Firstly being a soldier is considered a low skill job. You don't need qualifications, they teach you what you need to know and the things you learn don't transfer well to the civilian world. I don't know about the US but in the UK people rarely join the army or navy to serve their country, they join because their job prospects are already very poor and service is slightly better than burger flipping or collecting the bins. Well, it seems to be until people start shooting at you and then you are told to go look for boobie trapped bombs because the intel from examining their construction is worth more than your life.

      We actually treat our vets a bit better, but still not as well as we morally should. People are reluctant to say it but since the wars we are fighting are regarded as pointless and having little to do with our safety or freedom people don't want to spend a lot of money on them and would rather the troops were not there in the first place.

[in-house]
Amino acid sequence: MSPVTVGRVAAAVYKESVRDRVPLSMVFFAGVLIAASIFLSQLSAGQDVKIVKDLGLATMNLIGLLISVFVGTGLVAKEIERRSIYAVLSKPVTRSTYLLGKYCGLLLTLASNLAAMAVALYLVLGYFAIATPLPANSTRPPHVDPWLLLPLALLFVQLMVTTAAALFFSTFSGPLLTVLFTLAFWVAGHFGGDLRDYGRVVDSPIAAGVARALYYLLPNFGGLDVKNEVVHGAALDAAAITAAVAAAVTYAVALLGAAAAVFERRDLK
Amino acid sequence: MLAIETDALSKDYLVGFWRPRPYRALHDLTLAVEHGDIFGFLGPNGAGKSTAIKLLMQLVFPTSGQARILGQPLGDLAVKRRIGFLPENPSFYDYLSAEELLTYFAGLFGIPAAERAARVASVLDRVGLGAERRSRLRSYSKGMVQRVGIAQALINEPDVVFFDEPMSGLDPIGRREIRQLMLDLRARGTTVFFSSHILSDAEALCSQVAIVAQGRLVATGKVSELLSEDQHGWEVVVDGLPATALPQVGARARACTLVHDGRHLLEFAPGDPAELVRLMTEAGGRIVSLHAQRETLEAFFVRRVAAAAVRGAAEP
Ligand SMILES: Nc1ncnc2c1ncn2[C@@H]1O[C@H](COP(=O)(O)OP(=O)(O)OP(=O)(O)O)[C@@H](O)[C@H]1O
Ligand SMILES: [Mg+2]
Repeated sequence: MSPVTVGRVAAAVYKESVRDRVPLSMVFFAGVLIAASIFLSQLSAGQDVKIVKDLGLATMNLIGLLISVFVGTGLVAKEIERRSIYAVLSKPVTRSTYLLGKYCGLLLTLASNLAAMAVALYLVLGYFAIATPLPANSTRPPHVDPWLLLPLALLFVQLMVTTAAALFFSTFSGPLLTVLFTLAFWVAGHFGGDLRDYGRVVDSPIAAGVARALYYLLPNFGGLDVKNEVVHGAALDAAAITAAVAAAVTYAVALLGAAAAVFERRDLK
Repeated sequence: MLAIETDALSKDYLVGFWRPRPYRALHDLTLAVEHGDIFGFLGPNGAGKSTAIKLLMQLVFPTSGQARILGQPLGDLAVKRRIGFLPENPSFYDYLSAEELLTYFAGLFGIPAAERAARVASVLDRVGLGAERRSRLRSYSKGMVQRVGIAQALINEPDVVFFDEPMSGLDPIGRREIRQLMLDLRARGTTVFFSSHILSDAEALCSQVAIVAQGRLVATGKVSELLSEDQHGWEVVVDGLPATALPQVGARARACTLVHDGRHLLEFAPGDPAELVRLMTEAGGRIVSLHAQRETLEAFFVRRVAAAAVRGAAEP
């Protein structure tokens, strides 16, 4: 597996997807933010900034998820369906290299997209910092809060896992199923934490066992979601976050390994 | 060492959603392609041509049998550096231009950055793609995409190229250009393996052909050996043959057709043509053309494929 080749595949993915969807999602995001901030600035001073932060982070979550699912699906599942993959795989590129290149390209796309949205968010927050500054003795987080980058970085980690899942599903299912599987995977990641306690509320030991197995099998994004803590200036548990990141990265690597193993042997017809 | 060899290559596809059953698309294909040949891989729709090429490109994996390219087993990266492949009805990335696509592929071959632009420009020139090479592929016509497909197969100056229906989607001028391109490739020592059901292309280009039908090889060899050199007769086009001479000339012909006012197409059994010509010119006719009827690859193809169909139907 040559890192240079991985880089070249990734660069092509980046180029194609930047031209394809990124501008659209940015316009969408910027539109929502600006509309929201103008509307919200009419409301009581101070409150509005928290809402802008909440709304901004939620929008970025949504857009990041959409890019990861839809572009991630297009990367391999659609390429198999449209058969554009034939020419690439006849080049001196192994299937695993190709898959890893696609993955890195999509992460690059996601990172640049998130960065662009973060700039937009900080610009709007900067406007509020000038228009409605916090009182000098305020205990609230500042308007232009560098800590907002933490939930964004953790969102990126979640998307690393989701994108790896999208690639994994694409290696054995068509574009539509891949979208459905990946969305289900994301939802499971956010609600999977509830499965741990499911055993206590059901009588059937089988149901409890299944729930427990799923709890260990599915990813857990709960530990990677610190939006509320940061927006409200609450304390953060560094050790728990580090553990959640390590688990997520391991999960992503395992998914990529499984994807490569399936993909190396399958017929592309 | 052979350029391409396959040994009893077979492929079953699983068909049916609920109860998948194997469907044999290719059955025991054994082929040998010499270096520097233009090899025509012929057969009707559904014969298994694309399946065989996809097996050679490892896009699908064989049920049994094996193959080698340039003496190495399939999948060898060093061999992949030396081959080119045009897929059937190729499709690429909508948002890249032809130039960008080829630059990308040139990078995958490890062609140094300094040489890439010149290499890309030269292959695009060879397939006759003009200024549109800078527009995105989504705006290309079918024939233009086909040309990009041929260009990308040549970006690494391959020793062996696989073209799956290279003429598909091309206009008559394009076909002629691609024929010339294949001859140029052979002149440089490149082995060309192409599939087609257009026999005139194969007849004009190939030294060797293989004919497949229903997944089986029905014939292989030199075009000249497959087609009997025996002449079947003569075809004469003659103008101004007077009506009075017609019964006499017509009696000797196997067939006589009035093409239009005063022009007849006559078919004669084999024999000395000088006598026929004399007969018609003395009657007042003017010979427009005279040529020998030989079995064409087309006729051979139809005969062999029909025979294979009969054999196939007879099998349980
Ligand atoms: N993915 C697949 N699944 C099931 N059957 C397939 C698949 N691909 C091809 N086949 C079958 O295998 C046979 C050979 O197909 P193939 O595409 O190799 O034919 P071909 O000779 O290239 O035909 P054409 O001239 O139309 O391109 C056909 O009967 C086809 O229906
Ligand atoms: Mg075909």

That brings me to the second problem: funding. The US spends a lot more than most countries on its military, but the spending is funnelled to contracts that benefit private industry rather than actually paying and looking after the guys going the fighting. The money is driven by politicians wanting to bring government funded business to their areas rather than actually caring about the soldiers or national defence. Again, the US is not really defending itself, just finding ways to spend money and keep the gravy train rolling. There is a separation between the politicians going for the contracts at a local level and then complaining that the federal government does not spend enough looking after vets, when one is actually directly connected to the other.

  • If you don't already keep track of your finances, then make it your New Year's resolution to do so.

    I started using [] last summer, and what an eye-opener that was. You wouldn't believe what you're spending your money on until it's all laid out in front of you. I went from vaguely knowing that my bank account balance was slightly less every month to putting away several hundred every month just from evaluating expenses and cutting costs.